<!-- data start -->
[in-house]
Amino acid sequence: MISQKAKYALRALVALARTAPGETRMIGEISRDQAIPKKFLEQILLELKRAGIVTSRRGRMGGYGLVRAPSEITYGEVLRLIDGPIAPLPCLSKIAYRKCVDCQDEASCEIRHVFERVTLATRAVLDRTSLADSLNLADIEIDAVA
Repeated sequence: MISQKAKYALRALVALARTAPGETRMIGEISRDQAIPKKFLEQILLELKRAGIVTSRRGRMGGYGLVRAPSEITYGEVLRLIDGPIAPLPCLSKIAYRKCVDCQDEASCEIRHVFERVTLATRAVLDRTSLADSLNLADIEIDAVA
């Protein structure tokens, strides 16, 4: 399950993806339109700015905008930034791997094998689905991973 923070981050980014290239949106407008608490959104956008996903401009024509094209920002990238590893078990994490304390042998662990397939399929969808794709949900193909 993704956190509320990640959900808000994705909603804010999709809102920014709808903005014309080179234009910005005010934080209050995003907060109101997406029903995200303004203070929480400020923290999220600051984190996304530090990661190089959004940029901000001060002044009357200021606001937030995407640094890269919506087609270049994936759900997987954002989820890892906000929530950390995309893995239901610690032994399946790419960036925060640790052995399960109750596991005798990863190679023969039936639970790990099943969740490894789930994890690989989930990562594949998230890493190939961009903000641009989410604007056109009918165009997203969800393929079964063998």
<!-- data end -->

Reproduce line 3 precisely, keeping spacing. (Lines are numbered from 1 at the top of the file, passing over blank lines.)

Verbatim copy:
Repeated sequence: MISQKAKYALRALVALARTAPGETRMIGEISRDQAIPKKFLEQILLELKRAGIVTSRRGRMGGYGLVRAPSEITYGEVLRLIDGPIAPLPCLSKIAYRKCVDCQDEASCEIRHVFERVTLATRAVLDRTSLADSLNLADIEIDAVA